On the other hand, there’s the case of yon-koma (four-panel) manga. These are comic strips consisting of four vertical panels, and are more or less Japan’s version of our newspaper comic strips (which, possibly not coincidentally, are mostly three panels). When you examine yon-koma comics from the point of view of kishoutenketsu, more often than not the panels correspond exactly to the four-act structure, wrought in miniature. In case you’re wondering I learned about this through (1) a fan-translation of Welcome to the NHK, which mentioned kishoutenketsu in a footnote, and (2) a how to draw manga book I saw at a store and have never been able to find since.

Anyway, with Raspberry Heaven most of the source material (notably Azumanga Daioh and Lucky Star) started off as yon-koma manga. Even when I come up with a good idea I usually need some prodding in the right direction, so it wasn’t until Jake Richmond egged me on that I came up with a good idea for how to use it in this game, and in a way that will hopefully make the game that much better. Essentially it’s going to be a part of the rules structure for how scenes are set up and run. The four phases are:

  1. Ki/Introduction: The player sets up and initiates the scene.
  2. Shou/Development: The group commences role-playing.
  3. Ten/Climax: The scene comes to a head, and a “challenge” (a thing that requires rolling dice) happens.
  4. Ketsu/Resolution: A little more to bring the aftermath of the climax into the game, and to close up the scene.

With Tokyo Heroes (at Filip’s urging) I’m also planning to use it, albeit on a different scale. As a genre, sentai has a relatively rigid plot structure, so the four acts could correspond fairly tightly to the stages of the story of a standard episode, with mechanical effects (or a lack thereof) appropriate to each.

  1. Ki/Introduction: The game starts, with the heroes doing something ordinary (for them) that, though they don’t know it yet, is going to lead into this week’s conflict.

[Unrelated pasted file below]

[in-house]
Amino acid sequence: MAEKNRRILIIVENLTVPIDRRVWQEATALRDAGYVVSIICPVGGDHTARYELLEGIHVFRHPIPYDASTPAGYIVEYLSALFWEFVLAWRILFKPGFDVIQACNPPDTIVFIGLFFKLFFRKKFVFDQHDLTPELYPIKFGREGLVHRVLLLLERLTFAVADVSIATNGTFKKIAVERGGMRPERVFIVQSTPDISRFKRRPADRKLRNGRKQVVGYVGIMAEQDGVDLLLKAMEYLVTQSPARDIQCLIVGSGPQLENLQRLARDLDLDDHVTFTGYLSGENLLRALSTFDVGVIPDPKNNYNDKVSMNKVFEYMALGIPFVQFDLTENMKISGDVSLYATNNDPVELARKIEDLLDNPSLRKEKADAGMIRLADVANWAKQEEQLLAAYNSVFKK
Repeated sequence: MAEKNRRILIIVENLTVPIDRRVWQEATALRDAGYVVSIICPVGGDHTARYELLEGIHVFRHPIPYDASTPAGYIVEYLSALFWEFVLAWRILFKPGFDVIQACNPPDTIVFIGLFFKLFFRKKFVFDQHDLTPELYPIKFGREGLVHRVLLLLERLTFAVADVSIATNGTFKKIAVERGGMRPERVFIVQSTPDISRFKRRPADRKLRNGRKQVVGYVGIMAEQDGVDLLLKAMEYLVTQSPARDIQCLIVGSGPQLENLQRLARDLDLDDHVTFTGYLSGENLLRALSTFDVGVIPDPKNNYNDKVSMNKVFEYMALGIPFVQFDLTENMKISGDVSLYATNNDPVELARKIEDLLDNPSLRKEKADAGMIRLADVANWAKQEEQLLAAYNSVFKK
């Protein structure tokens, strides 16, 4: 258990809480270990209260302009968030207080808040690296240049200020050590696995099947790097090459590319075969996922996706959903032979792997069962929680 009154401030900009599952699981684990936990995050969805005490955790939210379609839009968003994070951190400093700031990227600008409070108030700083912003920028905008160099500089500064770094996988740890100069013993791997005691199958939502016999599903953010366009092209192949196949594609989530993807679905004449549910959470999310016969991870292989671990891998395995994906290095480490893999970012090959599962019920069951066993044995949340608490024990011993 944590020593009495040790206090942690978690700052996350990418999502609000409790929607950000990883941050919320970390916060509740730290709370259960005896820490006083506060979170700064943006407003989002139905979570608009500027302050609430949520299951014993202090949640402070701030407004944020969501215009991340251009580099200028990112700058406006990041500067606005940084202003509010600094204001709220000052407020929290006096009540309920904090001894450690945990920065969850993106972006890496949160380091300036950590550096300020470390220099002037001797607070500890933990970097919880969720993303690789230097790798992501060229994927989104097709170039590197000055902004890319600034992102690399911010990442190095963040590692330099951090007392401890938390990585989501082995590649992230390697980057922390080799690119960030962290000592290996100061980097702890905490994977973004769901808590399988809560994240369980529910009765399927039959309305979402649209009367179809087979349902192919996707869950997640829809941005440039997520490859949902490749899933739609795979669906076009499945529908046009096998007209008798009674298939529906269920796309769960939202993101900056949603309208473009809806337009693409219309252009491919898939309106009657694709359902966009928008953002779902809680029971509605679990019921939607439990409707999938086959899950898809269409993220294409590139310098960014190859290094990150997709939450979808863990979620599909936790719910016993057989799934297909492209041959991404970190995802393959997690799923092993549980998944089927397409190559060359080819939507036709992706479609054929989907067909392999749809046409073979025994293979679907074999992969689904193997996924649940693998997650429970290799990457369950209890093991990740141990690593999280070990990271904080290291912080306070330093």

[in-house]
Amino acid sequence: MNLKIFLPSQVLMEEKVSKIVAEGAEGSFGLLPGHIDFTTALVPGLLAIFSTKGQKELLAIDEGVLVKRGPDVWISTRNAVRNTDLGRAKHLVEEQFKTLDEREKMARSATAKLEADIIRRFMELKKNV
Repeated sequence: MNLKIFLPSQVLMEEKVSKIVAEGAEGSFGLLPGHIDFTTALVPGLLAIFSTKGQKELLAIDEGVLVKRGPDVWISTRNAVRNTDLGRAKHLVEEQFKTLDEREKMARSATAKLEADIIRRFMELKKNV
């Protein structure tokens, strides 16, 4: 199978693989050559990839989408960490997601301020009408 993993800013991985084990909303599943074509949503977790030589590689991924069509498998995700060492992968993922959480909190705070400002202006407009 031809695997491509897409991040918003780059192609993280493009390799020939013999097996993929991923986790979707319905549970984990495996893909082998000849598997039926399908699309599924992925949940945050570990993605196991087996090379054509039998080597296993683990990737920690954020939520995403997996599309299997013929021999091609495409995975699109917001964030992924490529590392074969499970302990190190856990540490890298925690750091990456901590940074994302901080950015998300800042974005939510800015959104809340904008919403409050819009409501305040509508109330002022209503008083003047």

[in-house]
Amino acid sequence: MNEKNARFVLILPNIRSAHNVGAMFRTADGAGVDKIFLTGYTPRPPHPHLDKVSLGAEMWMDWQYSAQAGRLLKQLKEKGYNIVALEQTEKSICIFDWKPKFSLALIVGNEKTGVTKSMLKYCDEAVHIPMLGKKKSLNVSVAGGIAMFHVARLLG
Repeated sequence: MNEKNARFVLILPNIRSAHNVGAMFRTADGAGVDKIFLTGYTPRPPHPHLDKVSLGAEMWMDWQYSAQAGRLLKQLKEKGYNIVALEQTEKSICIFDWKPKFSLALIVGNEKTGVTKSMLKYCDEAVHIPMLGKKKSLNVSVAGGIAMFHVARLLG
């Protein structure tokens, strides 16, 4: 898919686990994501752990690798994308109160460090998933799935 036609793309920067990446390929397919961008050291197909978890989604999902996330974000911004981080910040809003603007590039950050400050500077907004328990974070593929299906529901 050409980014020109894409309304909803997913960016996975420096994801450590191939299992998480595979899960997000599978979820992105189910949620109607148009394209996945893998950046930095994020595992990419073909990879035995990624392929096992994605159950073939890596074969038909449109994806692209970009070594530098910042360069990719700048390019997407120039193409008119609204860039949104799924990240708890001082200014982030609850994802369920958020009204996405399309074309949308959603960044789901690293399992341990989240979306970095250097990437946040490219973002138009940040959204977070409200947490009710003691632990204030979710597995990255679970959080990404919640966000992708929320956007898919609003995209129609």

2. Shou/Development: The inciting incident hits. The heroes have to do whatever investigating is necessary to be ready for this week’s battle. For this I’m thinking of taking a cue from Gumshoe/Esoterrorists, and making it more about how the PCs find clues rather than if.
  3. Ten/Climax: The battle finally happens for real. The heroes go all-out and beat the monster of the week.
  4. Ketsu/Resolution: The game goes a little further, to establish what happens after the monster is defeated. The people affected by it turn back to normal, the girl it kidnapped is freed, etc. The heroes go back to base and things settle down. Credits roll. Preview plays.

Raspberry Heaven is coming together fast enough that I might actually be able to playtest it before the month is up. With Tokyo Heroes it’s kind of a different story in that Filip sent me a LONG e-mail (8 pages when I printed it out) with a blow-by-blow critique. It’s been tremendously helpful, but it’s required me to rethink some very basic parts of the game’s structure, and a massive rewrite is in order before I do more playtesting.

(Some day I’ll work on Thrash 2.0 again…)

Yarukimantan: Raspberry Heaven

Now that my freelance translation stuff is mercifully done (for now), I want to get back into doing creative stuff over what’s left of the summer, including getting back into the swing of things with game design. Although I need more time to think about my Slime Story idea, I wound up coming up with a new game idea that while not groundbreaking per se is definitely promising and doable. There’s nothing quite like it as far as I know, and it’s not so ambitious that I’m worried about (a) whether I can actually finish it, or (b) whether the end result will be complicated enough to be a pain to get fine-tuned. More importantly, I’m actually excited about it.

Raspberry Heaven (bonus points if you get the reference) is meant to be a game about Japanese high school girls, but where Panty Explosion has them being mean to each other (plus the occasional exploding head), this would be about fun, everyday stuff. It’s Azumanga Daioh, Lucky Star, Ichigo Mashimaro, or Hidamari Sketch (take your pick) with the serial numbers filed off. Basically, a light-hearted slice of life kind of thing. I’m still working out how the rules will function, but I’m thinking the end result is going to look like a mashup of The Shab-al-Hiri Roach and Best Friends, but with a general feel more akin to Yuuyake Koyake. It’ll most likely be GM-less, something I’ve been wanting to experiment with anyway, and revolve around the players setting up scenes, very much like in the Roach.

It’s still very much in the preliminary stages, so while I have a rough idea of how I think the overall game will work, lots of things are up in the air, and there are lots of bits that I’m looking forward to discovering how I’m going to make them work. Of the four anime titles I mentioned above, three were originally done as yonkoma (4-panel) manga, so one wacky idea would be to somehow fit the four stages of kishoutenketsu (起承転結; introduction, development, climax, resolution) into the game somehow.

Update: Started a thread in the Forge’s First Thoughts forum.